During the First World War, Cedric Hardwicke was in the Judge Advocate’s branch of the British Army and was one of the last members of the British Expeditionary Force to leave France. He futilely attempted to revive his WW1 captain’s commission in 1939, but was told: ‘Your reserve status has been cancelled by the War Office for reasons of your age.’ Along with Laurence Olivier, Herbert Wilcox and Cary Grant, he then flew to London to speak directly to the British Ambassador, Lord Lothian. He informed the four stars that his instructions were for them to do all in their power to ensure that Hollywood continued to turn out pro-British films. ‘What would Germany give’, he added, ‘to have such a corner as you actors have in the making of American pictures for the world market?’ It was a sound argument. Knighted in 1934 by King George V, Sir Cedric lived until 1964 before emphysema took him at 71.

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HAWKINS, Jack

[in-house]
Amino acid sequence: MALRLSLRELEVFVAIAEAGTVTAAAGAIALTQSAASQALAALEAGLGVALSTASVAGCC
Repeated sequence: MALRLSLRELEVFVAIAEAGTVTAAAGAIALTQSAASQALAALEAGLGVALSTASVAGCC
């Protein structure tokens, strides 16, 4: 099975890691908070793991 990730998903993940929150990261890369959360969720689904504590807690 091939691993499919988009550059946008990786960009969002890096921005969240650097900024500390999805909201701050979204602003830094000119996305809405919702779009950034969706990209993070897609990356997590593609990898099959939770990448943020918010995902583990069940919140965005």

Jack Hawkins joined the Royal Welsh Fusiliers in 1940, was given a commission, and served with the 2nd British Division in India. In 1942, time was found to enable him to make The Next of Kin for Ealing Studios, a propaganda piece giving the ‘loose talk’ warning, ‘Be Like Dad, Keep Mum’. In 1944, he was seconded to GHQ India and soon afterwards, after his promotion to colonel, was placed in command of ENSA administration in India and South-East Asia. He was demobilized in 1946 and was able to pick up the threads of his screen career. Surgery for throat cancer in 1966 resulted in the removal of his larynx, but he continued to make films, miming his lines which were then delivered by either Charles Gray or Robert Rietty. Hawkins died from post-operative complications in 1973 at the age of 62.